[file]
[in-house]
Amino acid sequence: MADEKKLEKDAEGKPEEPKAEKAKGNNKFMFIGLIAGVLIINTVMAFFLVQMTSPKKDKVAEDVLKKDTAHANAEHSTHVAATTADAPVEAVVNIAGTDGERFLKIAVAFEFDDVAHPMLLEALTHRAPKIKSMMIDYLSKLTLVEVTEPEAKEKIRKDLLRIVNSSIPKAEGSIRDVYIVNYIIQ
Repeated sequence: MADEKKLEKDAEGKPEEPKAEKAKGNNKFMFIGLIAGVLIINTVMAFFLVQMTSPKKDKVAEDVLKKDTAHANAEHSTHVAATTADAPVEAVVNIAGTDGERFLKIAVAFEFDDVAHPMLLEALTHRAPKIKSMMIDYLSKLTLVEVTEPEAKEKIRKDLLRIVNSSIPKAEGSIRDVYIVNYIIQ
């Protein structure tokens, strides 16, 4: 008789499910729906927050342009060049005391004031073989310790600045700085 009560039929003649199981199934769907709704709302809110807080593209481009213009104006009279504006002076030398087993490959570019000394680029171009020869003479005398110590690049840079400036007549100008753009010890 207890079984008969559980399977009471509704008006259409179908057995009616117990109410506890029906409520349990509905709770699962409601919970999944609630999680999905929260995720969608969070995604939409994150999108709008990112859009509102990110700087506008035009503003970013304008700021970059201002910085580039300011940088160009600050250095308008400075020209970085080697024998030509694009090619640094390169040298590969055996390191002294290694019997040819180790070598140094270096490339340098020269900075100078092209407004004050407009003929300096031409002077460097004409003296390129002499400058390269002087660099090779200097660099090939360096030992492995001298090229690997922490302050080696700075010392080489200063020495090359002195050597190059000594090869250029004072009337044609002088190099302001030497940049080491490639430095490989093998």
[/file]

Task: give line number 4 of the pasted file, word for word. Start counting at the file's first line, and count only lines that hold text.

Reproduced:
């Protein structure tokens, strides 16, 4: 008789499910729906927050342009060049005391004031073989310790600045700085 009560039929003649199981199934769907709704709302809110807080593209481009213009104006009279504006002076030398087993490959570019000394680029171009020869003479005398110590690049840079400036007549100008753009010890 207890079984008969559980399977009471509704008006259409179908057995009616117990109410506890029906409520349990509905709770699962409601919970999944609630999680999905929260995720969608969070995604939409994150999108709008990112859009509102990110700087506008035009503003970013304008700021970059201002910085580039300011940088160009600050250095308008400075020209970085080697024998030509694009090619640094390169040298590969055996390191002294290694019997040819180790070598140094270096490339340098020269900075100078092209407004004050407009003929300096031409002077460097004409003296390129002499400058390269002087660099090779200097660099090939360096030992492995001298090229690997922490302050080696700075010392080489200063020495090359002195050597190059000594090869250029004072009337044609002088190099302001030497940049080491490639430095490989093998």